To dwelling house & ware-house at Boston with the land adjoining late improved by the deceased's son Andrew500:
To house lott joining to Beacon Hill formerly boundd south on Joseph Bradford westerly on Deac Tay decd northly on middlecot & easterly on middlecot street so-called20:
To Half a wood lott called Atwood Lott in partnership with Stephen Hall junr about 21 1/2 acres @ 60s pr acre3:10:
Carried Over2883:17:6
Brought Over£ 2883:17:6
To one or two Rights in Narraganset Township26:13:4
The whole amount of the real estate is£ 2910:10:10

Pursuant to your Honrs Comission to us directed we have proceeded to set off for the Widow of the deceased her Dower, viz:— The dwelling house & barn together with about one half acre of land adjoining the premisses boundd as followeth viz the land belonging to the house southerly on the country road leading to Medford Bridge westerly on Henry Fowls land easterly partly on Thos Secomb & Joseph Thompson northerly on Thos Secomb's land the land belonging to the barn as followeth westerly on land belonging to one Sheed northerly on the road aforesd easterly partly on Mr. Secomb & partly on John Waide and southerly on Medford River allso a house plat in Boston in the County of Suffolk near Beacon Hill & near Cambridge Street boundd southerly on land of Joseph Bradford there measuring ninety-one feet westerly on land of Deacon Isaiah Tay decd thirty-six feet and half northerly on land of Edward Middlecot measuring ninety-seven feet easterly on Middlecot Street so called measuring thirty-seven feet and three quarters of a foot be the same more or less or however otherwise bounded or reputed to be bounded. [p. 84]

The dwelling house with the barn and land on the other side set off for the widow's dower we apprized @£ 400:
The other land at Boston set off for the same purpose—we apprized @20:
£ 420:

Medford Novr 20, 1769

Your Honrs most humble Servants John Dexter sworn Ebenr Harnden sworn Ebenr Pratt James Kettle Germ Cutter sworn Mr Kettle sworn by Stephen Hall, Esqr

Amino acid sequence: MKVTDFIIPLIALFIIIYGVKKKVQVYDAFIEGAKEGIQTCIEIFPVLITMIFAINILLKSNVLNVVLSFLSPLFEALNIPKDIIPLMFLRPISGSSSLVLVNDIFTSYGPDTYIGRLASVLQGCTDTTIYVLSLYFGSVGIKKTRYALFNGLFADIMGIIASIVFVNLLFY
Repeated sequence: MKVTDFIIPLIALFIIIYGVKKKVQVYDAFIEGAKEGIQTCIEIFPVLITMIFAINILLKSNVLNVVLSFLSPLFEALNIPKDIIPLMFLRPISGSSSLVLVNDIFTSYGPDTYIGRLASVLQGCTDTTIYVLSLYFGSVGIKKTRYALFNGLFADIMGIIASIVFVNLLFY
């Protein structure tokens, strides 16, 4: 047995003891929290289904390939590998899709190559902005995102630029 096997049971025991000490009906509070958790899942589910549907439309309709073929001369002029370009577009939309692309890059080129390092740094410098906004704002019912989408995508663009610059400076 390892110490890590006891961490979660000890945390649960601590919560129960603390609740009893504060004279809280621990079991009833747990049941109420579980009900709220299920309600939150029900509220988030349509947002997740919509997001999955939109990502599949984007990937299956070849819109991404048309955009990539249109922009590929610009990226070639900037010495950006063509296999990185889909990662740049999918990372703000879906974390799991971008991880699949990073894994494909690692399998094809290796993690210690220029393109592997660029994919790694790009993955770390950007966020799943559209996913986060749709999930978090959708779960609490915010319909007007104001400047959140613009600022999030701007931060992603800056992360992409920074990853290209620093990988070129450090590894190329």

Middlesex ss Decr 12, 1769.
I accept of Doings of the above named Commissrs in setting off to the widow of Andrew Hall Esqr deceased—her Dower & order the same to be recorded

S. Danforth J. Prob.
A true Copy of the Original
Attest: Wm Kneeland Regr

After Abigail Hall's death in 1785, Oliver Prescott, Judge of Probate, assigned the dower set off to her son Benjamin2, in consideration of £ 720; which, after deducting his own share, was to be paid to his brothers and sisters or their heirs, as follows: Andrew3 (eldest son) £158.19.345, Isaac6, Richard7, Ebenezer8 Josiah9 and James10, each £79.9.71112; Sarah13, £54.6.51415; Anna16, £29.1.21718. Abigail,19 for reasons mentioned in the following document, received nothing in this division; and Sarah and [p. 85] the heirs of Anna, because these daughters had been given money while their father was alive, received less than the sons.

Middlesex ss. To all People unto whom these Presents shall come, Oliver Prescott Esq; Judge of the Probate of Wills &c in the County of Middlesex within the Commonwealth of Massachusetts, sendeth Greeting. * * * * I do hereby order and assign unto Benjamin Hall Esq., a son of Andrew Hall late of Medford in the County aforesaid, Esq, deceased, intestate—all those Pieces and Parcels of Land, with the Buildings and Appurtenances thereon and thereunto belonging, being that part of the Real Estate of said Intestate which was set off to Abigail his widow, for her dower and has reverted by her death * * * * *